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Anti-Extremism Buddhist Monk attcaked in Sri Lanka
AA, June 19, 2014
COLOMBO, Sri Lanka -- A prominent Buddhist monk known for actively speaking out against hardline Buddhist nationalists in Sri Lanka has been assaulted and was found with cut wounds, police said Thursday.
<< Wataraka Vijitha Thero (seated right) has seen press conferences disrupted
Police spokesperson SSP Ajith Rohana said Vataraka Vijitha Thero was taken to hospital in western Sri Lanka early Thursday. Thero is known for raising his voice against the Sinhalese Buddhist nationalist group Bodu Bala Sena and their use of hate speech against minorities.
Bodu Bala Sena's General-Secretary Galagodatthe Gnanasara recently stormed into a media conference being addressed by Thero and, face-to-face, threatened him.
A Bodu Bala Sena rally in southwestern town Aluthgama descended into communal clashes on Sunday when they tried to march through predominantly Muslim areas. Eyewitnesses said Muslim-owned shops were set alight and mosques vandalized, forcing many -- especially women and children -- into hiding.
Following the clashes, the Muslim's Rights Protection Organisation in Sri Lanka have called for a strike on Thursday and Muslims businesses have been closed in parts of the country, including the capital Colombo.
Sri Lanka's President Mahinda Rajapaksa visited the town of Beruwala, where some of the clashes occurred, on Wednesday and promised an investigation and that the government will rebuild damaged homes and businesses.
Orange-robed Buddhist monks were amongst the most visible presence at a protest against the communal clashes, in Colombo on Wednesday. They were seen holding Tamil-language signs, a rare and iconic sign of solidarityy with the mostly-Hindu Tamil minority.
The protesters warned against divisive identity politics opening up new rifts in a country that struggled with a decades-long civil war between the Sinhalese-majority government and Tamil separatist rebels.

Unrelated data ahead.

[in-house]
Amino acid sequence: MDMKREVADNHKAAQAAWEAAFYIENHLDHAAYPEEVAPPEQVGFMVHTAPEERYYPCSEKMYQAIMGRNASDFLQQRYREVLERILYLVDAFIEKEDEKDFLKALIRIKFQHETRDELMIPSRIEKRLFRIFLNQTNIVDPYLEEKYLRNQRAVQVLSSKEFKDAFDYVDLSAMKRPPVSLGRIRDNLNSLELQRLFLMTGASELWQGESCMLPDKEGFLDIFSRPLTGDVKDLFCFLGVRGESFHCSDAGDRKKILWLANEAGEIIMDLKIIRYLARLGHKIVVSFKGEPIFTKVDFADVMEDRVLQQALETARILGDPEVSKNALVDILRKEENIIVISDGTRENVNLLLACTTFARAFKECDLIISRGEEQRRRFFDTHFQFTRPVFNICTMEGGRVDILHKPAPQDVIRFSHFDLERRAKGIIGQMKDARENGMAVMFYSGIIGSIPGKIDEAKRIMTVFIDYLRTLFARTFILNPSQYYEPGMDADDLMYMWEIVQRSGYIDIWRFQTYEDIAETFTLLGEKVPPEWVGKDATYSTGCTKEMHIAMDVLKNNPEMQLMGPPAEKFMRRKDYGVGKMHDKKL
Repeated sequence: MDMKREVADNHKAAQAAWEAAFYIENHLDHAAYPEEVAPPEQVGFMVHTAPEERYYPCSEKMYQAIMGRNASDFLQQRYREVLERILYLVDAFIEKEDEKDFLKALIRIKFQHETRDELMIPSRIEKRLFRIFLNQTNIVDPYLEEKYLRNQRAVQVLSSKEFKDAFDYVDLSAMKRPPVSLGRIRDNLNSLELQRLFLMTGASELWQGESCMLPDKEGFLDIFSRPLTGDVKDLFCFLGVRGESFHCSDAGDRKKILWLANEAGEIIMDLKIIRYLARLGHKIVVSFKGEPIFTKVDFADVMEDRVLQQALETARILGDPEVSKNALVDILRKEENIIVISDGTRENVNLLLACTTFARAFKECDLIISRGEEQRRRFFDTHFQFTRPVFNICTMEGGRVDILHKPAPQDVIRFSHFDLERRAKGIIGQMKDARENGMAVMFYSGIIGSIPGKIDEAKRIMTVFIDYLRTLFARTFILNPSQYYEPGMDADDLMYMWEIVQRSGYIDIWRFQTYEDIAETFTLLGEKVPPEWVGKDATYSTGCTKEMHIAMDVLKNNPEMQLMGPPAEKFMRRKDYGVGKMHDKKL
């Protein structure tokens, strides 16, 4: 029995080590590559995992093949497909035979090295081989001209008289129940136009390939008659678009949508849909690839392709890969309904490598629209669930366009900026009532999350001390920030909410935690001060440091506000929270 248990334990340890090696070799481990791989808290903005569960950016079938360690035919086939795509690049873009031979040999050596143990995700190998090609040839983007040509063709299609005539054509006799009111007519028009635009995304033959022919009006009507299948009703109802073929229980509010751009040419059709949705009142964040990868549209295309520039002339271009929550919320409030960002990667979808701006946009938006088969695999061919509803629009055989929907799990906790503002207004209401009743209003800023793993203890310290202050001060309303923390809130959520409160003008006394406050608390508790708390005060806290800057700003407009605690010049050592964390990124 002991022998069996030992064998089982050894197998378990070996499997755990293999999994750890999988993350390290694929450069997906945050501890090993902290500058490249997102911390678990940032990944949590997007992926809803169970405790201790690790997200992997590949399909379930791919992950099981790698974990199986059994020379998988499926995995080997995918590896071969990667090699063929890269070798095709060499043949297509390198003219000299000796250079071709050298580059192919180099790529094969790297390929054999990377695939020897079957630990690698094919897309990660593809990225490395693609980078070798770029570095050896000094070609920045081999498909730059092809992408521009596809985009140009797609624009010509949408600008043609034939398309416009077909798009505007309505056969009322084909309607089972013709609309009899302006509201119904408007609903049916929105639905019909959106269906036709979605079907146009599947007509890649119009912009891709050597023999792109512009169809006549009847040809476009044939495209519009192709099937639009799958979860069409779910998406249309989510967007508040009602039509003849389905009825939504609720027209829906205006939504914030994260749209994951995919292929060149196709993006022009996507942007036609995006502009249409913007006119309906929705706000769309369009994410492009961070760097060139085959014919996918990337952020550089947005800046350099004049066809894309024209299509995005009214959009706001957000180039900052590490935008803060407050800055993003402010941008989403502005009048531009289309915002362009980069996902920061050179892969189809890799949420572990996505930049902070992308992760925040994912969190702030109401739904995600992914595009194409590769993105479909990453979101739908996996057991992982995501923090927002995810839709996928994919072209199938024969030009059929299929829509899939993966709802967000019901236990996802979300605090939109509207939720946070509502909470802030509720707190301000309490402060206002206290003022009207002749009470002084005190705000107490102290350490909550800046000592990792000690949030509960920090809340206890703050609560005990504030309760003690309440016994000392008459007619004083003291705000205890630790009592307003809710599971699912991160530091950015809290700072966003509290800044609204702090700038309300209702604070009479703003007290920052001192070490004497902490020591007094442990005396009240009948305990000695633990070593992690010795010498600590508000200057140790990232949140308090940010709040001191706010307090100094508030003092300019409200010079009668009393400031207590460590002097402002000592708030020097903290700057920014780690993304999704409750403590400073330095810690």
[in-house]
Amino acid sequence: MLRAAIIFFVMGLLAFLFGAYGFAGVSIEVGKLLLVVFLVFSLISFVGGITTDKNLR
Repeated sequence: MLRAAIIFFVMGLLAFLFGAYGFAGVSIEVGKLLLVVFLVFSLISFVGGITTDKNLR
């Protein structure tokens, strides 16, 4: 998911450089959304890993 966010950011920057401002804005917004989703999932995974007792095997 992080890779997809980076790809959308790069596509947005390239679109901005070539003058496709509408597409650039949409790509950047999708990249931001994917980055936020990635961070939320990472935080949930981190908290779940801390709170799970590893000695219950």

The violence in the towns of Beruwala, Aluthgama and Dharga have been condemned by the international community, including the United States, U.N. and EU.
The National Christian Evangelical Alliance of Sri Lanka also released a strongly-worded statement on Tuesday, criticizing "the blatant attack on members of the Muslim minority."
"In recent months Muslims and Christians alike have been subjected to hate speech and numerous attacks and violence against their places and practices of worship," said the statement. "Social polarization along religious lines is something Sri Lanka can ill-afford, particularly at this juncture of our history where as a country we are yet to resolve the ethnic conflict that manifested itself in a thirty year long war."
Bodu Bala Sena, which literally translates to Buddhist Power Force, is a right-wing Buddhist group that was established after the end of Sri Lanka's decades-long civil war in 2009. They belong to the country's Sinhalese Buddhist majority and have been accused of inciting hate against other religions in Sri Lanka.